What should you do if your partner asks you to try something sexual you’re uncomfortable with?

Love and sex advice: Every week a counsellor from relationship support charity Relate will answer a question

Denise Knowles
Friday 24 April 2015 09:04
Comments

Sex and intimacy are really important parts of many relationships. It is good to talk openly with your partner about things you may both like to try sexually and trends that appear in the media can be a good conversation starter. Talking may only be the start of the exploration though, and whether you decide take things further or not, it is important to respect one another’s decision. No one should ever feel coerced into trying or doing anything they are unhappy with.

Every couple’s sex life is different and sexual satisfaction means different things to different people. Also, as life happens and people change, sex can go through peaks and troughs – this can be down to lots of factors, from stress and mental and physical health conditions through to starting a family, changes in how we perceive ourselves and growing older. To name but a few! Some people might grow more adventurous in the bedroom as a relationship develops, whereas others might feel they know what they like and don’t necessarily want to spice things up.

That’s why communication between partners is really important from the start of a relationship. Making time to talk through and show each other what you like and want will allow you both to feel understood and satisfied as the relationship deepens. It will also make it easier for each partner to start to reveal their desires and fantasies and to work out if there are any big differences in sexual expectations early on.

Of course people do change over time, though. Different feelings and trends can change what you’re interested in. If you’re used to talking openly about what you like and don’t like then it will be easier to discuss new ideas as a couple. But for those who aren’t so open it can be a real surprise when a partner reveals they want to try something new and different. People will often need time to think about what’s been said and to process how they feel about it. Some might be really excited about trying something new, but others might worry about what’s expected of them and whether it’s something they’ll enjoy. Others might be downright annoyed if they feel they’re being asked something unreasonable.

If you’re the one raising something new you’d like to try, think about how your partner is likely to react before you ask them. If they’re likely to feel surprised or uncomfortable then don’t just spring it on them – start the conversation at a quiet time when you’ll both have time to talk, and not in the middle of putting the kids to bed or during sex. Be sensitive to their feelings – just because this is what you want it doesn’t mean they’ll immediately be jumping for joy about it. Most importantly, never put pressure on, respect their feelings and boundaries, and ask if there’s anything they’d like to do.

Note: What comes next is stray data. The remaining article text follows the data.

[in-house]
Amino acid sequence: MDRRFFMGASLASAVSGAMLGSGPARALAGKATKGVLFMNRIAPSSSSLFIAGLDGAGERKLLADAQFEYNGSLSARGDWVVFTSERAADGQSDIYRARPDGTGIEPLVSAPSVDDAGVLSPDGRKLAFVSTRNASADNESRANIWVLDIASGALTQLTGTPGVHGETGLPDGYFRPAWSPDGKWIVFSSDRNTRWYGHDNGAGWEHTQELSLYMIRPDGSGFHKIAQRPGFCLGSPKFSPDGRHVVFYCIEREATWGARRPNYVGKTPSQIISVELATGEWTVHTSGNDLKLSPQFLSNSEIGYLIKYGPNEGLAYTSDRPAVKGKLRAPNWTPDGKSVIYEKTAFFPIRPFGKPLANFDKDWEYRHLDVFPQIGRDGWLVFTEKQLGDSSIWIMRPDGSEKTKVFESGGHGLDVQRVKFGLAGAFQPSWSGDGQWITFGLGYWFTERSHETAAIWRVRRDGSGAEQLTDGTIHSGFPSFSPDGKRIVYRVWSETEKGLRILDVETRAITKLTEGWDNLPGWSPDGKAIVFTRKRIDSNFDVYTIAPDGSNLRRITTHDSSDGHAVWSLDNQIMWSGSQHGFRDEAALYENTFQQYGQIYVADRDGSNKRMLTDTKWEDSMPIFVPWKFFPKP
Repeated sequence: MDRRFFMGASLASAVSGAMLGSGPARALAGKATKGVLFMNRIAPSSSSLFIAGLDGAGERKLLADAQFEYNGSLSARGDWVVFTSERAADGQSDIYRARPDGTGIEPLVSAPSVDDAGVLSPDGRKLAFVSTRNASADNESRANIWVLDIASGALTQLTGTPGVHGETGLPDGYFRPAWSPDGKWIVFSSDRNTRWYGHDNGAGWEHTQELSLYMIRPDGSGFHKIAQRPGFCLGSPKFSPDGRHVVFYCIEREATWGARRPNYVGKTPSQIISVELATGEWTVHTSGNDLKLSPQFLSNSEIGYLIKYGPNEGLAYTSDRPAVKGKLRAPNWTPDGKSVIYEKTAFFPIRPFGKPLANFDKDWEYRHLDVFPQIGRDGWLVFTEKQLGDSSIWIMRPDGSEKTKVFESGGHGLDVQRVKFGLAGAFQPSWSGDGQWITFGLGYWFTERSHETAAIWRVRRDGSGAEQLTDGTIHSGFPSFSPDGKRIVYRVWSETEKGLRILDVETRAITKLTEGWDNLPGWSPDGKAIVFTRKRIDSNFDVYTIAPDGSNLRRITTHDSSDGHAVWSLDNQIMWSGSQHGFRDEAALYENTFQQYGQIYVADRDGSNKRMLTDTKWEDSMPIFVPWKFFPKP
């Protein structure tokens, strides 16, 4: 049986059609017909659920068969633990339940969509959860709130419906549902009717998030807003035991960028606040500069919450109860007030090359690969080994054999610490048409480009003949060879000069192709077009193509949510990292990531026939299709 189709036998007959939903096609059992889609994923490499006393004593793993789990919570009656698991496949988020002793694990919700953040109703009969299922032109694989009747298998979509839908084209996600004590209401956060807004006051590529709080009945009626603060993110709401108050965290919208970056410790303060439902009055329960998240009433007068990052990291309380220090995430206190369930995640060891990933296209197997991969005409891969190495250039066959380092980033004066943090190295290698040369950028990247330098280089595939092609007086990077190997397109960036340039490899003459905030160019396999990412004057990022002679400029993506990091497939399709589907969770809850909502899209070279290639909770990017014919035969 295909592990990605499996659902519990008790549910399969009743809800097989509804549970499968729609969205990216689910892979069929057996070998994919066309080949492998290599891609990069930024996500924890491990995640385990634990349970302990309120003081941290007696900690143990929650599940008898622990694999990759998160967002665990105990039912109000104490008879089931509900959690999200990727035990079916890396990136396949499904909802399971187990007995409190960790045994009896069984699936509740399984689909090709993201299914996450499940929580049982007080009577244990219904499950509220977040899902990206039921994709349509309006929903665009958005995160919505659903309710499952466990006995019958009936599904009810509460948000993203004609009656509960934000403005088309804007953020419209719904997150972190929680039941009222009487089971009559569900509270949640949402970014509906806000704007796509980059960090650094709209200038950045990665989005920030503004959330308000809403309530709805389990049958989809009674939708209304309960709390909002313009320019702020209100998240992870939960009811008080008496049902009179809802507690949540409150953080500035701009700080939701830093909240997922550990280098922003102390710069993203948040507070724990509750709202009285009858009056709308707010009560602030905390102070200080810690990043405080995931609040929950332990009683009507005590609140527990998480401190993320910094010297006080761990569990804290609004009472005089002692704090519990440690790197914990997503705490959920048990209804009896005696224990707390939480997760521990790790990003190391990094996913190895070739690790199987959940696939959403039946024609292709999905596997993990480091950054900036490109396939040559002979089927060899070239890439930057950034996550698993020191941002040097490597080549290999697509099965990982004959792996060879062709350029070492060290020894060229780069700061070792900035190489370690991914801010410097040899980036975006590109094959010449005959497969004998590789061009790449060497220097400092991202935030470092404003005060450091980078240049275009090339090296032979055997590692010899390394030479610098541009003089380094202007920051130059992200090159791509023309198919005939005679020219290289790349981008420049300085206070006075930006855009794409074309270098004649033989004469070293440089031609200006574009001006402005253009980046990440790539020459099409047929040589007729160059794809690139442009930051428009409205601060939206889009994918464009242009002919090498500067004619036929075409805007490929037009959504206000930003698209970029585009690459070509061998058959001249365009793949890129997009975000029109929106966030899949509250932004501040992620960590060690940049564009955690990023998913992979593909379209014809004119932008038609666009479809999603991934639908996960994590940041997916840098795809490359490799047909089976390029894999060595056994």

If you’re the person being asked to try something new, then listen to what your partner has to say. Take the time to work out what it is they want and how strongly they feel about it. Don’t feel you have to give an answer there and then – be open about needing time to think about it if that’s what you want. You might decide you’re willing to give it a try, or to start slowly and see what it’s like. Be clear on your expectations and make sure you have a way to stop things if they go too far – have a pre-planned word or signal which shows you’re not feeling comfortable.

Some couples find that there’s just no middle ground in how you each feel about the situation. Clamming up and ignoring the issue won’t help – so now might be time to start talking to a sex therapist, who’ll be able to help you both work out what’s happening and help you think of ways to address the problem. Things like reading erotic stories together at bedtime can start to get you thinking together about what you might both enjoy. Fantasy is a useful tool for exploring your sexuality but for many people, it doesn’t mean they want to act those fantasies out in the real world. Whatever you do, don’t stop talking; and don’t think there’s any need to stop enjoying a healthy and respectful sexual relationship whilst you work through any issues.

Denise Knowles is a Relate Counsellor and Sex Therapist

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